Where the ECP ruling really impacts Imran Khan is in the domain of power politics. The menu of options before Imran is narrowing. He can choose to remain politically alive to fight and even win another day; or he can make a desperate lunge to grab power by mounting pressure on the streets to force an early election, which he is sure he will sweep. If he chooses the first option, then he will be able to continue doing his politics even as he goes through the motions of legal processes to become eligible to hold office again. But this option entails a cooling off period i.e. he will have to wait for his turn to come back into power. There is hardly any chance that the military establishment will allow him back in the Prime Minister’s office even after the next elections, whenever they are held.
For now, Imran is damaged goods. He has riled up the military establishment by trying to divide them, accusing them of being disloyal and even traitorous, of conspiring against his government. His feckless governance record makes him a complete no-no more so at a time when Pakistan is facing an existential crisis. Terrorism is once again rearing its head. The economy is on the verge of a total meltdown and cannot survive without financial and diplomatic assistance from countries like the United States, China, the Arab states—all of whom aren’t exactly wanting to see Imran back on the saddle. Politically, Pakistan needs healing from the extremely polarised environment that Imran’s toxic politics has engendered. And, of course, there is the pressing need to start the process of normalising relations with India, which will not be possible if Imran returns to power. For reasons of state survival, Imran will have to stay out in the cold for some time. If he is ready to do this, he will be given some space.
But Imran being Imran could decide to force his way back into power. That he enjoys considerable public support is unquestionable. This has been proven by the massive victories he has registered in the bye-elections in July and repeated last week when he won six of the seven seats he contested. Imran could convince himself that he has the power to go against the combined forces of the other political parties and the military establishment and come out on top. Since his ouster in April, he has confronted the military like no one before him. But the Army has found itself nonplussed by his onslaught, and has not been able to touch him or shut him down. There are murmurs of divisions within the Army rank and file. Imran has also claimed that while the generals are against him, their families support him. The judiciary too appears biased in his favour. His party has governments in Khyber Pakhtunkhwa and Punjab as also in Pakistan-occupied Jammu and Kashmir and Pakistan-occupied Gilgit Baltistan. To top it all off, he has an almost fanatical, zombie type support base that will be ready to come out on the streets for him.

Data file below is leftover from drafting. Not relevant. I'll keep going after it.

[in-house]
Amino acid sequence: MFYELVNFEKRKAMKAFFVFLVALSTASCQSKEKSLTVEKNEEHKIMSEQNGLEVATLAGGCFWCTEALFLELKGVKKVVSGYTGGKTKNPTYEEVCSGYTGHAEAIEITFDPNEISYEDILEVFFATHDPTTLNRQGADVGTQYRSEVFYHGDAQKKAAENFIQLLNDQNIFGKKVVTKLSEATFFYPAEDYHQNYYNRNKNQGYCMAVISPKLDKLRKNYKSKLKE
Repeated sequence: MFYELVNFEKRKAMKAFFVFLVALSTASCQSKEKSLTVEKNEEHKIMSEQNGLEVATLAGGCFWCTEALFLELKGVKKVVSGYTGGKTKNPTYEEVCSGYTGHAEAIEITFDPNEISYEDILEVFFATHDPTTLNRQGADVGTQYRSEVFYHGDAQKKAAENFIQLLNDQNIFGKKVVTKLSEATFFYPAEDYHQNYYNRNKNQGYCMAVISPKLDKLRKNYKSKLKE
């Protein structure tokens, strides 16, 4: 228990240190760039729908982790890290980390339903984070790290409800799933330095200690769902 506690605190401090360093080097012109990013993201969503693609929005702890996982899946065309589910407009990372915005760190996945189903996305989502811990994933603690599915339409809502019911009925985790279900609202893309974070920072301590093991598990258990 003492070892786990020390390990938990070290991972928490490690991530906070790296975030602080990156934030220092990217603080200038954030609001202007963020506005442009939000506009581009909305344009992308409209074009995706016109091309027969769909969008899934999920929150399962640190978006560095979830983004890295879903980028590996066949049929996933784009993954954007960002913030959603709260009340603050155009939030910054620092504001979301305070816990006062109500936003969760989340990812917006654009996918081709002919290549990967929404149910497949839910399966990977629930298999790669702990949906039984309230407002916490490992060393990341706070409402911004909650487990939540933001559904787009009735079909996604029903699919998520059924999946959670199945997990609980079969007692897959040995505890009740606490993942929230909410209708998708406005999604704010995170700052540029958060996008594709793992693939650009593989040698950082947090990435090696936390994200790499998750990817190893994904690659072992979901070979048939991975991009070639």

Imran could decide he will go all in and leverage all his support to bring a ‘Long March’ to Islamabad and create a situation forcing the state and government to agree to an early election. If he does choose this path, the state of Pakistan will have three options: It can succumb to Imran’s pressure tactics and then risk state failure; it can use force to crush the Long March and then use the might of the state to not just throw Imran in prison but also dismantle his party; and, if all else fails, there is always the political nuclear option—a military takeover followed by a technocratic government to fix Pakistan. The last option has been tried four times in the past but, far from fixing things, it has only worsened them. But, perhaps, this might be the only option left to save the state from a total collapse given that the political instability is worsening the economic crisis and Pakistan is just weeks away from becoming a Sri Lanka on steroids.